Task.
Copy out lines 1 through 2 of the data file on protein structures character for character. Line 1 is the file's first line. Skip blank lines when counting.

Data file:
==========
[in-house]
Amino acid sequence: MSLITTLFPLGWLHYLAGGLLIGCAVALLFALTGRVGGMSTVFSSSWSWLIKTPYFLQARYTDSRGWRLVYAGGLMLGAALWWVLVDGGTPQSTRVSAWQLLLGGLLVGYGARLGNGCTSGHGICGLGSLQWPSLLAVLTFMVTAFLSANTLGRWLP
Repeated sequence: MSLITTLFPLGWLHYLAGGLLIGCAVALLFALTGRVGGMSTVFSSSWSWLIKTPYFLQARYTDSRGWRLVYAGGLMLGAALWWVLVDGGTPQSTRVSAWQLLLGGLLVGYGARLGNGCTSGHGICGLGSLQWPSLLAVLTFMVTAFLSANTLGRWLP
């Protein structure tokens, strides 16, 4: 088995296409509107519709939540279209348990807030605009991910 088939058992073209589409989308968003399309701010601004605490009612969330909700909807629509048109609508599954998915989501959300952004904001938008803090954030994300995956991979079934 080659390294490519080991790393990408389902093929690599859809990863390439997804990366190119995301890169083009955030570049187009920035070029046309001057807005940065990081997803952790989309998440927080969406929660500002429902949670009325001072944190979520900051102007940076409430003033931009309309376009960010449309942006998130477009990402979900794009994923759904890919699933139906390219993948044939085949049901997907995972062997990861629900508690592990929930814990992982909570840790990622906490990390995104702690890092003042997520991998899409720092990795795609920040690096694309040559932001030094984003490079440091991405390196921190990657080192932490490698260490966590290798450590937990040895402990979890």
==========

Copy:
[in-house]
Amino acid sequence: MSLITTLFPLGWLHYLAGGLLIGCAVALLFALTGRVGGMSTVFSSSWSWLIKTPYFLQARYTDSRGWRLVYAGGLMLGAALWWVLVDGGTPQSTRVSAWQLLLGGLLVGYGARLGNGCTSGHGICGLGSLQWPSLLAVLTFMVTAFLSANTLGRWLP